First of all, I would like to apologize that I haven’t updated this blog for a very long time. After I graduated in March, I took a little break and started a full-time job on April. I worked on a lot of interesting projects. I cannot share what I worked on because I feel like it is a company secret. In May, I got a notification of acceptance from the University of Tsukuba as a scholarship research student. Therefore, I quited working on June to prepare studying Japanese.
Everyone who studies Japanese language will know that one of the most troublesome aspect, apart from formality, is Kanji. Kanji is derived from Chinese characters. For more information about the history of Kanji, please visit this blog. The author knows how to make it fun. There are more than 3000 Kanji characters as far as I know. Fortunately, may be, there are 2200 Kanji characters that are considered “Frequently Used Kanji (Jouyou Kanji 常用漢字)” However, Kanji in daily life is going to be lower than that but there is still a lot. There is no wonder why Japanese students spend 12 years in schools to learn all necessary Kanji.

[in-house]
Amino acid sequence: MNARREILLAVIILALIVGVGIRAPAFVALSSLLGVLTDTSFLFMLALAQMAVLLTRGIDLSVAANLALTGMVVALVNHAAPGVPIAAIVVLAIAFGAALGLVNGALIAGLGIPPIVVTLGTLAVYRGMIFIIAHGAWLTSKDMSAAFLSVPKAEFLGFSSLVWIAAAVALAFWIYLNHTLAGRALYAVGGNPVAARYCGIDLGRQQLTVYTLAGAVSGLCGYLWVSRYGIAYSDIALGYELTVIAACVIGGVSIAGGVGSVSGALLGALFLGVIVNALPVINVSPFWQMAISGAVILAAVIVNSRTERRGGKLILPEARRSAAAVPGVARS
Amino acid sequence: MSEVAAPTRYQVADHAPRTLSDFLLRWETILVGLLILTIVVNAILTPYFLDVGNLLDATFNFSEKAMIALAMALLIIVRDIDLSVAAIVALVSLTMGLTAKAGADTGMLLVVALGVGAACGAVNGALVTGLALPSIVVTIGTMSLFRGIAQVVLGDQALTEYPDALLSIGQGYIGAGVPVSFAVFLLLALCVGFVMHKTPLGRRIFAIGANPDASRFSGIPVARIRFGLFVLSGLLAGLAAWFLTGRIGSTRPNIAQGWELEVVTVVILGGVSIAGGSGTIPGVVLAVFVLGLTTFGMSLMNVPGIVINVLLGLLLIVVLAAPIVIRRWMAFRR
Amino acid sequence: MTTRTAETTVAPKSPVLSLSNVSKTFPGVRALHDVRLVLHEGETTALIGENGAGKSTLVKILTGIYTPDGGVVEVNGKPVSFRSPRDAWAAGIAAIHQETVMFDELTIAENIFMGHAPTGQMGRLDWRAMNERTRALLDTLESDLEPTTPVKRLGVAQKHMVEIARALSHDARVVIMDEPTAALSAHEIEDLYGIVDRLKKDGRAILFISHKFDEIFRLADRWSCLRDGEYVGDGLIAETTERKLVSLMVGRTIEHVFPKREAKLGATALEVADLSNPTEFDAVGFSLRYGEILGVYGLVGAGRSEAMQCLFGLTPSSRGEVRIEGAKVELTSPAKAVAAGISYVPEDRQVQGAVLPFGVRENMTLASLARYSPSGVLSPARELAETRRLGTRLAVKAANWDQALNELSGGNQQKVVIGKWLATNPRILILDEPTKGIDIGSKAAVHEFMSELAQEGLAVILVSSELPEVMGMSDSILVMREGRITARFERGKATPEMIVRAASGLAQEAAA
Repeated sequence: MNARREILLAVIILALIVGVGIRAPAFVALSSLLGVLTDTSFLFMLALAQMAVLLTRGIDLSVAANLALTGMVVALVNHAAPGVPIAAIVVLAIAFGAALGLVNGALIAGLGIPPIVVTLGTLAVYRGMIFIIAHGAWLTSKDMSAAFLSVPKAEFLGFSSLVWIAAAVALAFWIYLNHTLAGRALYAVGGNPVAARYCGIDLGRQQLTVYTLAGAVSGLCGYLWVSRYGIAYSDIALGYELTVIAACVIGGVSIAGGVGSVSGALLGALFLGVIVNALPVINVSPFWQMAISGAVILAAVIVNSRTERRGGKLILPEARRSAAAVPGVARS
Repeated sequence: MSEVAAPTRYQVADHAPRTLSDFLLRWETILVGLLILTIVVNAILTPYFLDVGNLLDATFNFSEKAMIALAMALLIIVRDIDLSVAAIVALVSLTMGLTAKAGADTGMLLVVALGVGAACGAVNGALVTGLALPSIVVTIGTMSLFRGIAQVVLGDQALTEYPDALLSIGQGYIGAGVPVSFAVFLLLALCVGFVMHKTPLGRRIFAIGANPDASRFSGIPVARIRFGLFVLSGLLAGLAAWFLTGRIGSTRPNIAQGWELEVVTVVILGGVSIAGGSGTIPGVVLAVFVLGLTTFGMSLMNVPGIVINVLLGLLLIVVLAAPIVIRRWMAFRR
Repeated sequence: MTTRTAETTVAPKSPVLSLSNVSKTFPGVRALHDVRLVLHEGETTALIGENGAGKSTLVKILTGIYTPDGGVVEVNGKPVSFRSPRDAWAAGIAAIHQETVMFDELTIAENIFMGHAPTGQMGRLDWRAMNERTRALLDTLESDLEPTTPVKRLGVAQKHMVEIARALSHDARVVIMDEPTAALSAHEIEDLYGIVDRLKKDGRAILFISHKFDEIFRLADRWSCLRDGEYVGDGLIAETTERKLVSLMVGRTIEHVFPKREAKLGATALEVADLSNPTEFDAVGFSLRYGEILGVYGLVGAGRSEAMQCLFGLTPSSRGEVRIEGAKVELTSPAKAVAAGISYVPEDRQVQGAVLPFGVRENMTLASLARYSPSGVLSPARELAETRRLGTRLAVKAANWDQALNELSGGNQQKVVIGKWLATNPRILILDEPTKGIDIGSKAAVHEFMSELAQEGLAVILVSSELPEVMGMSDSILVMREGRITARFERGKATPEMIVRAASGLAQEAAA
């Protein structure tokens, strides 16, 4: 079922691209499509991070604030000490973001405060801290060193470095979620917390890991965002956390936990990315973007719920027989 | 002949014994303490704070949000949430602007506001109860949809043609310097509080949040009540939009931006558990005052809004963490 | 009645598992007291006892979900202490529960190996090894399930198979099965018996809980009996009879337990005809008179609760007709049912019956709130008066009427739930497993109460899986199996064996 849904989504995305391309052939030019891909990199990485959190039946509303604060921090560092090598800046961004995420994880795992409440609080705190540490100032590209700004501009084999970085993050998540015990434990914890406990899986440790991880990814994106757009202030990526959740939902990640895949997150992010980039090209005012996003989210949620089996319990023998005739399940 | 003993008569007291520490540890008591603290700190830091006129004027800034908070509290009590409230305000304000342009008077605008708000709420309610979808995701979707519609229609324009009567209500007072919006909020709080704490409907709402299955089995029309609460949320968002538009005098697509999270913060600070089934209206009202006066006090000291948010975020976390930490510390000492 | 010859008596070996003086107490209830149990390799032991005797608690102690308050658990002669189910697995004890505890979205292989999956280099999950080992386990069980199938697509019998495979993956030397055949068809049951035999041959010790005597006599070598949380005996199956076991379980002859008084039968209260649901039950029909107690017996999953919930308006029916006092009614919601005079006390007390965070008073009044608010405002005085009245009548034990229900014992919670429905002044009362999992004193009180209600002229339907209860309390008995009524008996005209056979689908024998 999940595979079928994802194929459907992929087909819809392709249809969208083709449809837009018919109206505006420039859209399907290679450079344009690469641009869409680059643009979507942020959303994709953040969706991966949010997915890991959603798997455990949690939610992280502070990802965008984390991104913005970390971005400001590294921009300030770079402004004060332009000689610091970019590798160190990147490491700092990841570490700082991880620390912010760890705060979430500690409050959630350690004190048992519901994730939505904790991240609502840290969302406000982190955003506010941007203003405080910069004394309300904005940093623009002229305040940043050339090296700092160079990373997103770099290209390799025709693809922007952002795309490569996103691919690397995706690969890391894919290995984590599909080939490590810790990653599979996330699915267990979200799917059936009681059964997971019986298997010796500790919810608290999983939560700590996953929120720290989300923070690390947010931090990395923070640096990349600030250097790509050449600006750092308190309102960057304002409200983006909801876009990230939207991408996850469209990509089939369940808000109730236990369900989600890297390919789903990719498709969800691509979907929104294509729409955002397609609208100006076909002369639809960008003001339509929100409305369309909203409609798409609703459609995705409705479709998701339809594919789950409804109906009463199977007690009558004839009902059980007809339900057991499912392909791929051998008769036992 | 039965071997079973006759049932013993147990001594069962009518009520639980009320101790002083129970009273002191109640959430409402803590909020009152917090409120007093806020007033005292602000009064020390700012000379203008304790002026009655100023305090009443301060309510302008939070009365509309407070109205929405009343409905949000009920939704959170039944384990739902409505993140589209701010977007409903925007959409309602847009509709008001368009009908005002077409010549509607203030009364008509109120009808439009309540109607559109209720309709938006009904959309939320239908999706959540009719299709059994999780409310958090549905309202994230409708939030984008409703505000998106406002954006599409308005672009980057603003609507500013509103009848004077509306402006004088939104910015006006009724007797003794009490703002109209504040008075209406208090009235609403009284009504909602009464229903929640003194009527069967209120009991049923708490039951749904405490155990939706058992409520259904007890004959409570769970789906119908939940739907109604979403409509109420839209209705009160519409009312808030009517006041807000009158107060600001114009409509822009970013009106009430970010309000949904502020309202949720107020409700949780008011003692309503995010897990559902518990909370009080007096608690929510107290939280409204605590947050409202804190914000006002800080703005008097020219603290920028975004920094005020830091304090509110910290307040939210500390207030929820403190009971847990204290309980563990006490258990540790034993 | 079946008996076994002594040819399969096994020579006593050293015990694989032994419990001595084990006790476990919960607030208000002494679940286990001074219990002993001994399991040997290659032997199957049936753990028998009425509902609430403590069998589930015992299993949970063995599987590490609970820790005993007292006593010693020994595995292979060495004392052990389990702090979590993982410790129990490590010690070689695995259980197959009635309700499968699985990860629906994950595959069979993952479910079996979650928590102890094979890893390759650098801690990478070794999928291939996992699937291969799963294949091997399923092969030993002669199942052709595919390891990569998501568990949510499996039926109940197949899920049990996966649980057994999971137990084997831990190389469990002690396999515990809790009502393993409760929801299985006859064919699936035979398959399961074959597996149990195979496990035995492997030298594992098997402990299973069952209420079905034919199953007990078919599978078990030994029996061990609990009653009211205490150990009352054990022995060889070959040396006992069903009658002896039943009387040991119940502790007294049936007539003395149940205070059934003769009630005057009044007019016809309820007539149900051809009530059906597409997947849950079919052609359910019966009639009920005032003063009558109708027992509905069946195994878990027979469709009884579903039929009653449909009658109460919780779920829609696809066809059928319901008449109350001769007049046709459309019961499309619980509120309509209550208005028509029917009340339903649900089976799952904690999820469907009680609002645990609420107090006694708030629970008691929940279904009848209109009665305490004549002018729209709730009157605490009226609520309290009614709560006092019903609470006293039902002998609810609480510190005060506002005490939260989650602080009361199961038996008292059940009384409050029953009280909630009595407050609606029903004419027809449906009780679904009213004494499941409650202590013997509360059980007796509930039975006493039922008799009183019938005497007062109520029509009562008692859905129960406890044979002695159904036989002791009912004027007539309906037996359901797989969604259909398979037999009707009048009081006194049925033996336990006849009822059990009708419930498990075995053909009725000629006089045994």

Things you will encounter when you learn Kanji
To me, there are 3 things that you will deal with when you learn Kanji which are:
Reading – Most of the time, there are 2 ways of reading a Kanji. There are Kun-yomi (訓読み) and On-yomi (音読み). Kun-yomi is a Japanese style of reading while On-yomi is a Chinese style of reading. Therefore, in most case, there will be at least 2 sounds that you have to know. The sound may also change according to the surroundings. Some characters have the same reading sound.
Meaning – Each character has its own meaning, at least one. Well, you have to remember them. There is no other way around. Some characters are synonymous and this can be a little confusing.